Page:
Future works are planned to continue the conservation of the building facades once the moisture has evaporated from the walls and the damaging salts have migrated to the surface.

2014 Urgent Conservation Works
During 2012 and 2013 the poor condition of the rear of the parapets of the Union Stores was discovered and remedial works were planned for 2014. These parapets had become unstable due to the deterioration of the soft clay bricks – deterioration that had been exacerbated by well-meaning but inappropriate repairs in the 1980s as well as the painting of the building facades from the 1960s onwards.

Like the Fremantle Town Hall, damaging salts and moisture had seeped into the walls through hairline cracks and were trapped in the walls by cement render and plastic paints. The entrapped salts and moisture led to the deterioration of the soft clay bricks and lime mortar of the wall itself and caused embedded iron pins in decorative mouldings and structural bolts and plates to rust and expand causing cracking in the walls. To address this problem the paint and cement renders were removed to allow the walls to breathe and new repairs made use of breathable lime mortars, hydraulic lime renders and lime wash finishes.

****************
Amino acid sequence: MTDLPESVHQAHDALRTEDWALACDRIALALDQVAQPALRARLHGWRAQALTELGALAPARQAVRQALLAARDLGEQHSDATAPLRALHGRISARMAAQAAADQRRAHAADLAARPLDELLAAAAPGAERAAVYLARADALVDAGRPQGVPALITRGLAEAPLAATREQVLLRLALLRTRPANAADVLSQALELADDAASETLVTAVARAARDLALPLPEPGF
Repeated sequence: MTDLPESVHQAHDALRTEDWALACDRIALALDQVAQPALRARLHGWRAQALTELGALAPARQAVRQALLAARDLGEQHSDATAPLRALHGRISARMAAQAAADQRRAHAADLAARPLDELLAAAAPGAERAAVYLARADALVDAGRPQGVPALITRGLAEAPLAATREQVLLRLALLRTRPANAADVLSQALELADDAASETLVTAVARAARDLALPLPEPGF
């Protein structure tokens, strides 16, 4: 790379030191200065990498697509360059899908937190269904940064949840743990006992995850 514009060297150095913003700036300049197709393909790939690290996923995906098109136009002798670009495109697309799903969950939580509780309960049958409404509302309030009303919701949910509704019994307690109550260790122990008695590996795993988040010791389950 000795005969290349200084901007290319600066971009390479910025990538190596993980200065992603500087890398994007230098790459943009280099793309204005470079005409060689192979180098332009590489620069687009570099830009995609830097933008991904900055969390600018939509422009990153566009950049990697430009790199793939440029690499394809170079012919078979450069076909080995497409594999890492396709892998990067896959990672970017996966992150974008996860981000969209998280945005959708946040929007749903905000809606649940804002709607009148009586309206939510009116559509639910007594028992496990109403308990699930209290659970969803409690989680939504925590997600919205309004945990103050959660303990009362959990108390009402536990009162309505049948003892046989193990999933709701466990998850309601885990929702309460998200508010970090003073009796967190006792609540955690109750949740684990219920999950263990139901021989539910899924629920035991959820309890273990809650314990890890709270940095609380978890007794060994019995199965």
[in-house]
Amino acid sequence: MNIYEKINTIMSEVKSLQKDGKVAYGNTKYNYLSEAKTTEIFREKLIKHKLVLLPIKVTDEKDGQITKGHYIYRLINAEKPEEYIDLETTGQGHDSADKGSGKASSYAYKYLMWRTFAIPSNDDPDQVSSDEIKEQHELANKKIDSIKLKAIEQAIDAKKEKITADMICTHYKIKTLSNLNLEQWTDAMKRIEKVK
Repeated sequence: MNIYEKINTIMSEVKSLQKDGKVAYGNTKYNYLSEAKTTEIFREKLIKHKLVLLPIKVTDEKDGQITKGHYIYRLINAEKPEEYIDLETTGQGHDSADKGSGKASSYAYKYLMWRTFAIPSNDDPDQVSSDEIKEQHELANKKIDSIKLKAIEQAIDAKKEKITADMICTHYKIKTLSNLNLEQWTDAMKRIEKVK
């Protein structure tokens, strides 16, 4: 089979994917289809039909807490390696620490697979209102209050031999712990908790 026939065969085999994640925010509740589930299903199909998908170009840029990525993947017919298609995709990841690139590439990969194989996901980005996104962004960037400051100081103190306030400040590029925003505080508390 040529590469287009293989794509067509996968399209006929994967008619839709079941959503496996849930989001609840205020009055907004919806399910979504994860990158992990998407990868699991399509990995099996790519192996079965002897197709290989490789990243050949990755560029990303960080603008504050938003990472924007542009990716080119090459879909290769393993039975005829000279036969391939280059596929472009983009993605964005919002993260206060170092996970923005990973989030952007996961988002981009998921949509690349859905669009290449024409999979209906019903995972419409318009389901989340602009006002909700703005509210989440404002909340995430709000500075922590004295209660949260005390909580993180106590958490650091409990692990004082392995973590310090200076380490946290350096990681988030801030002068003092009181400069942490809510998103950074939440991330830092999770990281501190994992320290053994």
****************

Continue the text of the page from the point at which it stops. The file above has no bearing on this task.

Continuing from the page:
However, the construction and condition of the Unions Stores was different to the Town Hall and required a different approach for its conservation. Removing the paint from the parapets was more difficult because the stucco surface was softer and in poorer condition. Also the early use of calcimine paint and lime wash on the building meant that although the walls could breathe well, not all of the pigment could be successfully removed.